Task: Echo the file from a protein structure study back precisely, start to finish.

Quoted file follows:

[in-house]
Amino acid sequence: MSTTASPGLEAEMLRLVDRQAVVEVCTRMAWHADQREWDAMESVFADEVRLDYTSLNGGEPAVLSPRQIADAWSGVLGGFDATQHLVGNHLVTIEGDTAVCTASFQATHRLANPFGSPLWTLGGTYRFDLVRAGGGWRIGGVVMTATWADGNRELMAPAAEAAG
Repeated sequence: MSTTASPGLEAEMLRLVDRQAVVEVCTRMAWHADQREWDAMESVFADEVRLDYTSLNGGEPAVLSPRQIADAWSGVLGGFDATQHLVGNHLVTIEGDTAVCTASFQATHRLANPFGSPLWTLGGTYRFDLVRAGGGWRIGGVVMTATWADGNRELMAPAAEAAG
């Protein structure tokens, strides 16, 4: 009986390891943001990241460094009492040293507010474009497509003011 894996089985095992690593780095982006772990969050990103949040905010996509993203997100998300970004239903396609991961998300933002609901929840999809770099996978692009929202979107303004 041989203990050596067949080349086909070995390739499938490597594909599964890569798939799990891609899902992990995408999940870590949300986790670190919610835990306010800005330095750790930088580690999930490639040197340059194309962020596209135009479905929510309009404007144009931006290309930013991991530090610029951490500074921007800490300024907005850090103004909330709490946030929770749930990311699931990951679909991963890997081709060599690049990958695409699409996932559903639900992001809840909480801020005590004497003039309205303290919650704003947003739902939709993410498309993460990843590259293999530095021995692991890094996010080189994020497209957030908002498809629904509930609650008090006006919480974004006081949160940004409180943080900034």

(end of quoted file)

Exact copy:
[in-house]
Amino acid sequence: MSTTASPGLEAEMLRLVDRQAVVEVCTRMAWHADQREWDAMESVFADEVRLDYTSLNGGEPAVLSPRQIADAWSGVLGGFDATQHLVGNHLVTIEGDTAVCTASFQATHRLANPFGSPLWTLGGTYRFDLVRAGGGWRIGGVVMTATWADGNRELMAPAAEAAG
Repeated sequence: MSTTASPGLEAEMLRLVDRQAVVEVCTRMAWHADQREWDAMESVFADEVRLDYTSLNGGEPAVLSPRQIADAWSGVLGGFDATQHLVGNHLVTIEGDTAVCTASFQATHRLANPFGSPLWTLGGTYRFDLVRAGGGWRIGGVVMTATWADGNRELMAPAAEAAG
């Protein structure tokens, strides 16, 4: 009986390891943001990241460094009492040293507010474009497509003011 894996089985095992690593780095982006772990969050990103949040905010996509993203997100998300970004239903396609991961998300933002609901929840999809770099996978692009929202979107303004 041989203990050596067949080349086909070995390739499938490597594909599964890569798939799990891609899902992990995408999940870590949300986790670190919610835990306010800005330095750790930088580690999930490639040197340059194309962020596209135009479905929510309009404007144009931006290309930013991991530090610029951490500074921007800490300024907005850090103004909330709490946030929770749930990311699931990951679909991963890997081709060599690049990958695409699409996932559903639900992001809840909480801020005590004497003039309205303290919650704003947003739902939709993410498309993460990843590259293999530095021995692991890094996010080189994020497209957030908002498809629904509930609650008090006006919480974004006081949160940004409180943080900034």